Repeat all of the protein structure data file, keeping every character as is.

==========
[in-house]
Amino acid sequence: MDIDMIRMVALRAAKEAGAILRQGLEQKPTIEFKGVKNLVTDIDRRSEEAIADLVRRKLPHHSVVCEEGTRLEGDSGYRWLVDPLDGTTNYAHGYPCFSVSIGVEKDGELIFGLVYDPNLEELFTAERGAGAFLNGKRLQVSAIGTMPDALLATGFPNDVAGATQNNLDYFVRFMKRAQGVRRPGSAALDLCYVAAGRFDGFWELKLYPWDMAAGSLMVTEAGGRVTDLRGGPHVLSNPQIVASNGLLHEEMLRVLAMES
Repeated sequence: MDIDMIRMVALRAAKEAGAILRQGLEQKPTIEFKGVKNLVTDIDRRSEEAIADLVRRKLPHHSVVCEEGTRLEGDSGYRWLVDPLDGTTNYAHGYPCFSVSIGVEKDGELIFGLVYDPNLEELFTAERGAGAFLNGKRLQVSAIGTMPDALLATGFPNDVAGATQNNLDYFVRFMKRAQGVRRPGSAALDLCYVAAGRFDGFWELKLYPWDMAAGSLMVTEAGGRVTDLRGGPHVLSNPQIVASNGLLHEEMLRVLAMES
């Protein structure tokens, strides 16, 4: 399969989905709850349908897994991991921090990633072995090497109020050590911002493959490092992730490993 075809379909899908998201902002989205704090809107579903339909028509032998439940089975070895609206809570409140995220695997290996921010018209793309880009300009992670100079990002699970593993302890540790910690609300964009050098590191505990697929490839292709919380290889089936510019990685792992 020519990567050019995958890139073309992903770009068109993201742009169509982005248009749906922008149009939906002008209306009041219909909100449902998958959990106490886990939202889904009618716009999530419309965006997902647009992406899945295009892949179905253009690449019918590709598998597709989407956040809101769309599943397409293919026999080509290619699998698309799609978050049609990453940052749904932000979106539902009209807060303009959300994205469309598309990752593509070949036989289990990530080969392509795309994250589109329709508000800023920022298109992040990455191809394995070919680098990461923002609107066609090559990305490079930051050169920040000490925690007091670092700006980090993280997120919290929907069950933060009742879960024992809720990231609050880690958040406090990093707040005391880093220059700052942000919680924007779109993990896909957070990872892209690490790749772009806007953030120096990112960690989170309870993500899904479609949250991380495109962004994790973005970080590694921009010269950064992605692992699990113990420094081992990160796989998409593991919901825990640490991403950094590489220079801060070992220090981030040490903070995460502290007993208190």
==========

[in-house]
Amino acid sequence: MDIDMIRMVALRAAKEAGAILRQGLEQKPTIEFKGVKNLVTDIDRRSEEAIADLVRRKLPHHSVVCEEGTRLEGDSGYRWLVDPLDGTTNYAHGYPCFSVSIGVEKDGELIFGLVYDPNLEELFTAERGAGAFLNGKRLQVSAIGTMPDALLATGFPNDVAGATQNNLDYFVRFMKRAQGVRRPGSAALDLCYVAAGRFDGFWELKLYPWDMAAGSLMVTEAGGRVTDLRGGPHVLSNPQIVASNGLLHEEMLRVLAMES
Repeated sequence: MDIDMIRMVALRAAKEAGAILRQGLEQKPTIEFKGVKNLVTDIDRRSEEAIADLVRRKLPHHSVVCEEGTRLEGDSGYRWLVDPLDGTTNYAHGYPCFSVSIGVEKDGELIFGLVYDPNLEELFTAERGAGAFLNGKRLQVSAIGTMPDALLATGFPNDVAGATQNNLDYFVRFMKRAQGVRRPGSAALDLCYVAAGRFDGFWELKLYPWDMAAGSLMVTEAGGRVTDLRGGPHVLSNPQIVASNGLLHEEMLRVLAMES
């Protein structure tokens, strides 16, 4: 399969989905709850349908897994991991921090990633072995090497109020050590911002493959490092992730490993 075809379909899908998201902002989205704090809107579903339909028509032998439940089975070895609206809570409140995220695997290996921010018209793309880009300009992670100079990002699970593993302890540790910690609300964009050098590191505990697929490839292709919380290889089936510019990685792992 020519990567050019995958890139073309992903770009068109993201742009169509982005248009749906922008149009939906002008209306009041219909909100449902998958959990106490886990939202889904009618716009999530419309965006997902647009992406899945295009892949179905253009690449019918590709598998597709989407956040809101769309599943397409293919026999080509290619699998698309799609978050049609990453940052749904932000979106539902009209807060303009959300994205469309598309990752593509070949036989289990990530080969392509795309994250589109329709508000800023920022298109992040990455191809394995070919680098990461923002609107066609090559990305490079930051050169920040000490925690007091670092700006980090993280997120919290929907069950933060009742879960024992809720990231609050880690958040406090990093707040005391880093220059700052942000919680924007779109993990896909957070990872892209690490790749772009806007953030120096990112960690989170309870993500899904479609949250991380495109962004994790973005970080590694921009010269950064992605692992699990113990420094081992990160796989998409593991919901825990640490991403950094590489220079801060070992220090981030040490903070995460502290007993208190």